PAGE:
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News & Notes: Browns finally get back to practice after long wait

A long week in Berea ended with great news Friday

A long week full of unexpected news in Berea ended on a good note Friday on the practice field.

The setting — the practice field — is precisely why the final hours of the day felt good. After navigating through a week of uncertainty surrounding news of positive COVID-19 tests within the team, the Browns finally received clearance Friday from the NFL to conduct their first practice of the week. 

The Browns needed to cancel practice Wednesday and Thursday as the league examined multiple positive COVID-19 tests, which included coach Kevin Stefanski, who has been coaching the team from a virtual setting since he received his test results Tuesday.

But after a week full of waiting and extra anticipation, he was just happy to have his team finally have an opportunity to practice.

"Worked hard with the league office, (Executive Vice President of Football Operations and General Manager) Andrew Berry and (Senior Vice President of Player Health and Development) Joe Sheehan in making sure we could get out there safely today," he said. "After some discussion, it was agreed upon to get out there and get some work in, but again, safety being the No. 1 priority. That is what is going on right now."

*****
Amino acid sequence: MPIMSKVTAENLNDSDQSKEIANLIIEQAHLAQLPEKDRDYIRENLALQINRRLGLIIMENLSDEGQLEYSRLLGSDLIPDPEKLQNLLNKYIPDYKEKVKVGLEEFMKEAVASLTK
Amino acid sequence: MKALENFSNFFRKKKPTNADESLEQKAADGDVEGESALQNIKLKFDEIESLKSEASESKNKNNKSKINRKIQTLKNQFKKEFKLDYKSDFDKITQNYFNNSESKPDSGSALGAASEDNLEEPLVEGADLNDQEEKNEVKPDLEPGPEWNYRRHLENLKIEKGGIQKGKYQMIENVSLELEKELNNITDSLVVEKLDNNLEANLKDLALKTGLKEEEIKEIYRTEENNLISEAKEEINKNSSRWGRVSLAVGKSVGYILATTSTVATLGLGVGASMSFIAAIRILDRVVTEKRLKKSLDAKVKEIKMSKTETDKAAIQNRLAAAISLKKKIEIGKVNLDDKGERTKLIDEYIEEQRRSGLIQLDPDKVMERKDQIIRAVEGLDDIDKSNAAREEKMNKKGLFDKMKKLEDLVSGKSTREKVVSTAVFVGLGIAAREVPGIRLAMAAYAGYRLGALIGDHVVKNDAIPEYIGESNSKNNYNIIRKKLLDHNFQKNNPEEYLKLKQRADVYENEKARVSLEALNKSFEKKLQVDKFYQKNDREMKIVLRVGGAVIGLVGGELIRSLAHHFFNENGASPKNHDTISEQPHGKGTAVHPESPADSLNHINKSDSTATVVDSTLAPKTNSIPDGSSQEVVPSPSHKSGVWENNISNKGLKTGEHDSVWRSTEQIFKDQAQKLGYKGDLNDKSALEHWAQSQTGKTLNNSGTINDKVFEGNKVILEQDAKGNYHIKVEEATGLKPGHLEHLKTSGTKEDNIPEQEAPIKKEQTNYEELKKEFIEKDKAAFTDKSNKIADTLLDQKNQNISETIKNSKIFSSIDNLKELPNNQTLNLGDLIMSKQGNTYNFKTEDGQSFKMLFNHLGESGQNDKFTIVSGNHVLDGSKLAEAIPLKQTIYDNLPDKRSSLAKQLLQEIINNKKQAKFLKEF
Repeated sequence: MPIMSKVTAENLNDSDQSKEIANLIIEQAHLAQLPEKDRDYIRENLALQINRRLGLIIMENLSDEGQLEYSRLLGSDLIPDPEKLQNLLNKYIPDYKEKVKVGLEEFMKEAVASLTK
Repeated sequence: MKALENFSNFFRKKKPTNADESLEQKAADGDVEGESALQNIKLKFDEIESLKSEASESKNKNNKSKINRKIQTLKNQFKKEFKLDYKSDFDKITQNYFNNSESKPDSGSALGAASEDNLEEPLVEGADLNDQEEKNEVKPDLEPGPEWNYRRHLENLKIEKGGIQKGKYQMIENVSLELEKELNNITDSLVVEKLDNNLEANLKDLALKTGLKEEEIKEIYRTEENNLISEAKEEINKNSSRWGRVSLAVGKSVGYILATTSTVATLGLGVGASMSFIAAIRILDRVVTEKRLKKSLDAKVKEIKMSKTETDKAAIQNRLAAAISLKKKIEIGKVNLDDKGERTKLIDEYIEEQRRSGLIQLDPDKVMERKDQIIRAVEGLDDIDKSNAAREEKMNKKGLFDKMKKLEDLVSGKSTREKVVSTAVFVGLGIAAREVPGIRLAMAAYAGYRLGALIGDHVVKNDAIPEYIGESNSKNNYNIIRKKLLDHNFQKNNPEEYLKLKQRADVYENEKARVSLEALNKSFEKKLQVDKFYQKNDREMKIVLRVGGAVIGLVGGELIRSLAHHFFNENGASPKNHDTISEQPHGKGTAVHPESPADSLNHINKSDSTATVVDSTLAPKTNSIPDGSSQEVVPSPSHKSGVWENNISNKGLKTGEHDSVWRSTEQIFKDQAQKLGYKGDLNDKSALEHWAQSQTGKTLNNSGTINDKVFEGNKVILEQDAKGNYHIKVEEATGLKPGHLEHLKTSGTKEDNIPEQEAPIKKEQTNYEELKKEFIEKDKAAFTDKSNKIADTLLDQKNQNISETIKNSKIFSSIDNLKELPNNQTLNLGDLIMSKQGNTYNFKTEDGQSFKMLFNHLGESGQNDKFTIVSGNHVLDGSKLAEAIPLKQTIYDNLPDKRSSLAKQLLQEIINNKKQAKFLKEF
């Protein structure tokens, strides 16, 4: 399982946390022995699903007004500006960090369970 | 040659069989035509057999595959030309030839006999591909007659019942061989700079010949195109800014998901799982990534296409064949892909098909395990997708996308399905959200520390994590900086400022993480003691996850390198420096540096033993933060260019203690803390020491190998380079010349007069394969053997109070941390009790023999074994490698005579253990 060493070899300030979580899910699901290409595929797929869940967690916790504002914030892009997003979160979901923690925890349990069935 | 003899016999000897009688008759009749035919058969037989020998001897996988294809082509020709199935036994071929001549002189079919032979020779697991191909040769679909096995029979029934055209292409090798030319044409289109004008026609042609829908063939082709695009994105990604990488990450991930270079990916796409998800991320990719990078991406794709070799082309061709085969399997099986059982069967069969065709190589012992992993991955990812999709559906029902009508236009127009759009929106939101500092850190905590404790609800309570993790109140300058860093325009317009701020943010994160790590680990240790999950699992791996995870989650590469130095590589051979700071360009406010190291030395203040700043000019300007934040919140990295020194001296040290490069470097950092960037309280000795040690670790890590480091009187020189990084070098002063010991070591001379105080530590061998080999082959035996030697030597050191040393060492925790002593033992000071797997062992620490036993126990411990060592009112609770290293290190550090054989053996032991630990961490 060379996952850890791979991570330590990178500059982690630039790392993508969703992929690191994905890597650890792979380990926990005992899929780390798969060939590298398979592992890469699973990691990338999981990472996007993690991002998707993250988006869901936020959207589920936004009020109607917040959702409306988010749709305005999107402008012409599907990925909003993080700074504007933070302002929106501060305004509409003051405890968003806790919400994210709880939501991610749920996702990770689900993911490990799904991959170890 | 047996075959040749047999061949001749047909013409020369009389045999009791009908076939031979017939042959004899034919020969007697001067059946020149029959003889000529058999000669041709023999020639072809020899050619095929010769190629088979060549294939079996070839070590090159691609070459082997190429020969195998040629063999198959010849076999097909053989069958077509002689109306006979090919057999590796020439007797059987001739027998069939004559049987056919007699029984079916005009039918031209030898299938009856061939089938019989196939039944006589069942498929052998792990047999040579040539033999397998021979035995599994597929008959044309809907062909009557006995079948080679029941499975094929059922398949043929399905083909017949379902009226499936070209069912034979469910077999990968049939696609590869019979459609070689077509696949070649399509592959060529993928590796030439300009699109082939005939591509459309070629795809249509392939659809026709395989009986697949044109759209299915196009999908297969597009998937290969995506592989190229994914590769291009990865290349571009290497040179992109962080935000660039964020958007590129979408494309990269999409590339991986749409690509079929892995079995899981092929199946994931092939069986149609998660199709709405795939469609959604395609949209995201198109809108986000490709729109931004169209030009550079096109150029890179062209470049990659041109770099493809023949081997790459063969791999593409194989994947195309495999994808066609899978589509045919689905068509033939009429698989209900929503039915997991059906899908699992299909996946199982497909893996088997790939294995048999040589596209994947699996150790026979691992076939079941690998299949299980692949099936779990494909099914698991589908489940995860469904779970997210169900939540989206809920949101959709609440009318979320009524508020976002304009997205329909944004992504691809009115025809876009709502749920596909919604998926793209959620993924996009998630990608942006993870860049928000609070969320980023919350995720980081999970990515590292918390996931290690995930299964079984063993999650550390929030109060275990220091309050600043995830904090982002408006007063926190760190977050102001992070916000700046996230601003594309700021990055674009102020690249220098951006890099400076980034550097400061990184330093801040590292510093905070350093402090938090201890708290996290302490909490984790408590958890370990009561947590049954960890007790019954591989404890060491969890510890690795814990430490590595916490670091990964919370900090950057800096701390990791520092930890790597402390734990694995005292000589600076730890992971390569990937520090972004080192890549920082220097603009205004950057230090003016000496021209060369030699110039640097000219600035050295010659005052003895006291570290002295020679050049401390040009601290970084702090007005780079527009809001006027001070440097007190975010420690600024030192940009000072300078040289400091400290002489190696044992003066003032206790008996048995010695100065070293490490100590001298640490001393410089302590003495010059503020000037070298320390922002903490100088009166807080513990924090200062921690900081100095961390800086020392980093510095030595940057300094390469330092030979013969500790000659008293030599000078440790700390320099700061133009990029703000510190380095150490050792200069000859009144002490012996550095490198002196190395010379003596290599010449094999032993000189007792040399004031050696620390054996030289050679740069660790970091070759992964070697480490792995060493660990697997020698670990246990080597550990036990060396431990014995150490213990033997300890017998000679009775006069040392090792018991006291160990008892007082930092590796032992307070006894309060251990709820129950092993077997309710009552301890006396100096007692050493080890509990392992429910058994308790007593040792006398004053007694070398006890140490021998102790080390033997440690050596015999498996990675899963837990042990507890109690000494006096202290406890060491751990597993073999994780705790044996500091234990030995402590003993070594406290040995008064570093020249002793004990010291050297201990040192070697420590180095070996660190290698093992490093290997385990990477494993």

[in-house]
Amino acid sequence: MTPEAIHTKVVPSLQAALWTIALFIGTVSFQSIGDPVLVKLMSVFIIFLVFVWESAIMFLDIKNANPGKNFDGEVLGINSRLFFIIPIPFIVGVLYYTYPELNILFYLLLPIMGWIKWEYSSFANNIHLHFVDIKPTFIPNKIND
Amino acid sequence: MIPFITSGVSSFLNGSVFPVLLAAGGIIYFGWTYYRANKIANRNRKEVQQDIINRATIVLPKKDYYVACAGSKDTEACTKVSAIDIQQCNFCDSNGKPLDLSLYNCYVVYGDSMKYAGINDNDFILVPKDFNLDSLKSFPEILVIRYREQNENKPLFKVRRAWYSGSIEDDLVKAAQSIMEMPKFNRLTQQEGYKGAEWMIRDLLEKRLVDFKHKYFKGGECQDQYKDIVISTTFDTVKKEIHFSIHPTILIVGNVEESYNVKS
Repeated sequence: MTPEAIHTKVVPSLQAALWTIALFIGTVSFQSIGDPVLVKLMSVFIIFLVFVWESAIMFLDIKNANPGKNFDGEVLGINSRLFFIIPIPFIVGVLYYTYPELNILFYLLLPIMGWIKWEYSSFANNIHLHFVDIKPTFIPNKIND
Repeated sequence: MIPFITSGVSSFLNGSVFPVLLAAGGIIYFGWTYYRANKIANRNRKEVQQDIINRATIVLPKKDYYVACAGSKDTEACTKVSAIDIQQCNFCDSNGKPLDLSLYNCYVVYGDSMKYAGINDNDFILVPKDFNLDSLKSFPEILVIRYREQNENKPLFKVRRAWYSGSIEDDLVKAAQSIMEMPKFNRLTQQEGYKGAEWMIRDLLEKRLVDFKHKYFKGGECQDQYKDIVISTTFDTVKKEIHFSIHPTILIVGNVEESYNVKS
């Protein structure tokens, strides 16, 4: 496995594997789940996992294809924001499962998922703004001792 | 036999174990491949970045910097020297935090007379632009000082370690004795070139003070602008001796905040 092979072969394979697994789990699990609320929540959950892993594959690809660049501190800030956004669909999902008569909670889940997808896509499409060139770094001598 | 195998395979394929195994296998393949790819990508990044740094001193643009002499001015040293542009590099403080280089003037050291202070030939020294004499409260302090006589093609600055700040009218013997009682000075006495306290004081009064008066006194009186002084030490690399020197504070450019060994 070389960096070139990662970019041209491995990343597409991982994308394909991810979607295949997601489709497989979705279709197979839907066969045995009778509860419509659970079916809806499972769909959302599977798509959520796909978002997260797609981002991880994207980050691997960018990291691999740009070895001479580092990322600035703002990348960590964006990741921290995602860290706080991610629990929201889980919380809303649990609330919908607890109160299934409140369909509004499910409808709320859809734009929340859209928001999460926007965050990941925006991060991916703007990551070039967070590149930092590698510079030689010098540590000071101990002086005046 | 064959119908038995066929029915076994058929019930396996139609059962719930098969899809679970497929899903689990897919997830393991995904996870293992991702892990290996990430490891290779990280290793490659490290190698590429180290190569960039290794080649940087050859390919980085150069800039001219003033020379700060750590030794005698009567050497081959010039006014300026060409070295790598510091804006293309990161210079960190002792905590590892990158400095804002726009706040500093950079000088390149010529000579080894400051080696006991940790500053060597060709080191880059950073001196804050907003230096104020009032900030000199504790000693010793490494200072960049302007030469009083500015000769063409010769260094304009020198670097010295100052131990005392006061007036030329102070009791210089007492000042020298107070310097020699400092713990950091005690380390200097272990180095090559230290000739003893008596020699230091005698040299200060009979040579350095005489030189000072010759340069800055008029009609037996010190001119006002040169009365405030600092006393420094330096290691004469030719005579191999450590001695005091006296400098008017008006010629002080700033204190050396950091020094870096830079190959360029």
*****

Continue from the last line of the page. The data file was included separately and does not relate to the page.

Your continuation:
The Browns have compensated for the absence of real practices with ample Zoom meetings and virtual walk-throughs, which coaches have conducted by showing formations, schemes and defensive looks in a flashcard-esque style to players, who are then asked questions about what they would do in each situation.

The method is similar to how the Browns conducted meetings over the offseason, when team practices were not allowed and players were not permitted to use the facility, and has been frequently used by the Browns all season in virtual meetings.

"It's nothing more than putting the cards up for practice," Stefanski said. "We'll put the scout team card and put it on the screen and say, 'Here's what you're getting. Offensive line, talk through your call. Quarterback, chime in. What's your read?' Those type of things."

After countless hours on Zoom all in just one week, the Browns have been itching to get back on the field. Stefanski said they'll slightly deviate from their normal Friday practice schedule and add a few more periods and a walk-through.

But no matter the schedule, the Browns are just thrilled to be back on the field.

"The players and coaches always like to be out on the grass with the guys," Stefanski said with a chuckle. "I think that's much better than being on these Zoom calls."

A peek into Sunday

Stefanski will not be permitted to have any communication with the team 90 minutes before kickoff and throughout Sunday's playoff game, but he believes the Browns have done enough prep work to ensure that won't be an issue.

An 8:15 p.m. kickoff will certainly help — that is the final playoff game slot of the weekend and gives the Browns the maximum amount of time possible to prepare and communicate with their coach. Primetime kickoffs, however, normally are preceded with a slow morning and afternoons for coaches. All of the film has been meticulously watched, and all game plans have been concocted.

"Those are long days waiting for those games to start," Stefanski said. "I'm sure there will be some phone calls here or there, but by and large, a lot of the work is done."

The Browns will conduct a walk-through at some point Sunday before pregame preparations take place, but by then, Stefanski hopes to have already made the most of the time he has to communicate with his team. He won't need to give a pregame pep talk. He won't need to go over the game plan.